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answers from Tampa on

My daughter and I are both very social and extroverted... my husband is a total introvert. By reading these posts, it makes me realize how much he truly does 'try'... but I doubt he'd be able to step up anymore and it's hard for my daughter and I to isolate ourselves when we go out. We always make new friends when we go shopping or whatnot. My husband is no longer embarrassed when we start talking to strangers ;)

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answers from Jamestown on

I used to be an extrovert. Now I am content being left alone the majority of the time. My 5 year old is super extroverted and goes non-stop all day talking or playing. I am trying to find a happy medium and some days I succeed...once I change my thoughts and join in her antics.

I find I have a shorter attention span than I used to and an hour at the park is more than enough for me. I guess the main thing is I need to step up and she needs to back down a little. I'm not a play group kind-of person and kids b-day parties are hard for me. I pick 1-2 parents to hang around and smile at the rest.

I know I am not the mom she wants me to be yet and I am trying to get there one step at a time.

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answers from Phoenix on

Yes, I'm in the same situation. My son is 8 and makes small talk with everyone. He makes friends easily, also and awkwardly goes out of his way to introduce me to everyone he comes across. I'm also struggling with how to handle his outgoing style but I just try to go with the flow. I don't want to discourage him, because I'm proud that he has the self esteem to be so outgoing.

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answers from Chicago on

YES!! I will write more later after lunch.



answers from New York on

I'm afraid I don't have advice to offer, but I wanted to applaud you for recognizing your personality differences at so early a point in your parenting. Remembering the unique, basic natures of each of you (and helping her understand your personality differences as she grows) is sure to help you both with preventing and/or managing future challenges and conflicts in your relationship. Hopefully you'll both be able to embrace each other's differences without judgement and manage your expectations of each other. Best of luck!



answers from San Diego on

I'm an introvert and so relieved I have an introverted child. I completely get the need for quiet to recharge. I can't breathe without it.

I'm wondering if it is/will getting easier and easier as she grows and makes a lot of friends? She may be spending more time at others houses rather than your own? You can get the down time you need, she gets to come home and talk all about her day?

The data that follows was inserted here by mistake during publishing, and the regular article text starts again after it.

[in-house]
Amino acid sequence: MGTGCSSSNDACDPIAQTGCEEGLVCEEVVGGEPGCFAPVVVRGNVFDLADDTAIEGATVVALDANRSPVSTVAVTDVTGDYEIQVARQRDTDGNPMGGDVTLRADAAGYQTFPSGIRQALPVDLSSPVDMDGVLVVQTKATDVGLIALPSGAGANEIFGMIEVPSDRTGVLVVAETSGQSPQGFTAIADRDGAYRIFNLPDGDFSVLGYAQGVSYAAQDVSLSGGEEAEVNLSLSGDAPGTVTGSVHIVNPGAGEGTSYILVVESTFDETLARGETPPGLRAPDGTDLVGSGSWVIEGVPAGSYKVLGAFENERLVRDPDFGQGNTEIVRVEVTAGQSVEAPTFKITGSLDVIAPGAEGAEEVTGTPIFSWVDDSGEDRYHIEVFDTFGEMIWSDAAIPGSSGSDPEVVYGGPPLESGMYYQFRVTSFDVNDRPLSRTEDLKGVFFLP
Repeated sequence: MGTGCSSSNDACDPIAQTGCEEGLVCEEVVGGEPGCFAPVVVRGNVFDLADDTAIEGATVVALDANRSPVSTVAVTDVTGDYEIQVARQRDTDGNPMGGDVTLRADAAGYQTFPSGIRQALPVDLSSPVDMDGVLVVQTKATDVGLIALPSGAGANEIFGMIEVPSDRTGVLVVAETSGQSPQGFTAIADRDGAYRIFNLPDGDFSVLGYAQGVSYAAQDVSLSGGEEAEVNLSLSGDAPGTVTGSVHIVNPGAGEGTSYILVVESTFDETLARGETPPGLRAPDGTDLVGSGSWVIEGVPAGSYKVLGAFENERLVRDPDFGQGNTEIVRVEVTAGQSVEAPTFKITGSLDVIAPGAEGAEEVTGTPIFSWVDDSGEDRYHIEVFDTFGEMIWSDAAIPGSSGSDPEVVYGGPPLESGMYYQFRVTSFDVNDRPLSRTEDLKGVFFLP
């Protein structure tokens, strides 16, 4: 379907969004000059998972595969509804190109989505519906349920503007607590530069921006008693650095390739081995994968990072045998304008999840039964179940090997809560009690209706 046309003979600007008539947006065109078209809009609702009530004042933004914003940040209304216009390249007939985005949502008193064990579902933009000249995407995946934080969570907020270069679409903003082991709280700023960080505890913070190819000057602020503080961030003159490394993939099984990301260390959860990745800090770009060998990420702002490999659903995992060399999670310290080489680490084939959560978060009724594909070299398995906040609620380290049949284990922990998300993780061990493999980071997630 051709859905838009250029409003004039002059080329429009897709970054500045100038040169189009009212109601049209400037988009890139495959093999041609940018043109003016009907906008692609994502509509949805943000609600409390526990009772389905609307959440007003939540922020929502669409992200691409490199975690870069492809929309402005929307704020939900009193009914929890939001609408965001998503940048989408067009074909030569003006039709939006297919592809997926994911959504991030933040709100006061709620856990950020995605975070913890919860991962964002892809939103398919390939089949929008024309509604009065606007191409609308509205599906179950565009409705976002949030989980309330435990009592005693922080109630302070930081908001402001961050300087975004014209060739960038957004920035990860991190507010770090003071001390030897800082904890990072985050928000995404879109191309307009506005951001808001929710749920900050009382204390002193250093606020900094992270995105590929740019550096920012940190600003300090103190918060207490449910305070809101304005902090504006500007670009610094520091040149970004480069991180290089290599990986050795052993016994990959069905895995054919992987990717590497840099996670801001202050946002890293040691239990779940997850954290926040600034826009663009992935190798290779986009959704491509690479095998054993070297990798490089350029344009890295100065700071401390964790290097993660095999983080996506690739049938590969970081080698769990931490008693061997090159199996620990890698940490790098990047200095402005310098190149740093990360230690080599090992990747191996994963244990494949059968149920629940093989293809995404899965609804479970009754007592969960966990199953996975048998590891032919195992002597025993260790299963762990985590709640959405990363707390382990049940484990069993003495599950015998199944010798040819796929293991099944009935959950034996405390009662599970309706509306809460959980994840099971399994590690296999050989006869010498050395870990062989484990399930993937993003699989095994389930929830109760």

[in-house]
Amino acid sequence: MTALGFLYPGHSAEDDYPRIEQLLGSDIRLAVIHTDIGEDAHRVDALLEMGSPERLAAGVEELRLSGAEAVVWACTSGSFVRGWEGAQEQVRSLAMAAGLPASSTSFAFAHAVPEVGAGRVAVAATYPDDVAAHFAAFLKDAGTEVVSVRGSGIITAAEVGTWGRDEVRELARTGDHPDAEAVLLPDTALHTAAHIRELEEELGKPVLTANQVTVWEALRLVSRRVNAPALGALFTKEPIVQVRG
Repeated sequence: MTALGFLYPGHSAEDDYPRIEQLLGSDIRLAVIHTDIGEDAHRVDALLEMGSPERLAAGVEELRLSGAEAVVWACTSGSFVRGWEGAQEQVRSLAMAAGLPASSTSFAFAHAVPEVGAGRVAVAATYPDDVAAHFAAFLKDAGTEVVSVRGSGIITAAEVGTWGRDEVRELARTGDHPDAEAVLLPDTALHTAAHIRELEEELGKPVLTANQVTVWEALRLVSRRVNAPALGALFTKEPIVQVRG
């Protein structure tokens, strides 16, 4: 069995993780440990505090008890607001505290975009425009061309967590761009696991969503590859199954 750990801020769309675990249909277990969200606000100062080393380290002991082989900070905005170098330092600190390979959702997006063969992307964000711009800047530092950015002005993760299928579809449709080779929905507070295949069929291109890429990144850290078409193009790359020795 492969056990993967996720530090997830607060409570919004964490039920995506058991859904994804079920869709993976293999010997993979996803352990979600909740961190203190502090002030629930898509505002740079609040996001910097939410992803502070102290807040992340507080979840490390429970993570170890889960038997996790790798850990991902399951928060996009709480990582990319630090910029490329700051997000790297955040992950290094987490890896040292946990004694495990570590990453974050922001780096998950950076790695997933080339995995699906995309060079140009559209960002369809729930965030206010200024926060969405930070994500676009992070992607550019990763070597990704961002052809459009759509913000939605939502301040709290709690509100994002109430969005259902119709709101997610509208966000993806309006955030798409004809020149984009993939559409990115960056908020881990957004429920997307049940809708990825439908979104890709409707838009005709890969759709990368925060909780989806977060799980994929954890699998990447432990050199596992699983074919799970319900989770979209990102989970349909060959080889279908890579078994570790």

I have to seriously think about my own week. What if you were to think about coordinating your days/weeks, balancing her need and yours? If she is developing a wide circle of friends, all the better for her and you? You can also ask for the time you need. "I need to take a quiet shower." "I need a few minutes to collect my thoughts." You can teach her to work with you so you can be better for her.

Lots of question marks because this would be a particular challenge for me though have friends in this perdicament and seem to balance through coordination.

I hope you can convey that you are proud to be who you are, making no appologies, just as she should be proud of who she is. Extraversion is lauded in our society. Introversion, not so much. I think you're giving her the gift of a different personality and mode of being. Of course, not without its challenges!!!

BTW, I have a great blog for you if interested that may give you some info:

Very best!



answers from Cleveland on

I am very introverted, and my 6 year old boy is on the extroverted end of the spectrum. The social scene can be challenging, but for me the hardest thing is forcing myself to talk more. I live so much inside of my head, and I am worried that I am too quiet when I am with my son. I worry that I haven't done enough to teach him conversational skills, or simply shared enough about myself and the world with him. That, and the non-stop chatter that he is capable of can be exhausting some days ;) I always thought that this would be a great parenting book topic. Maybe someday I will get around to writing one!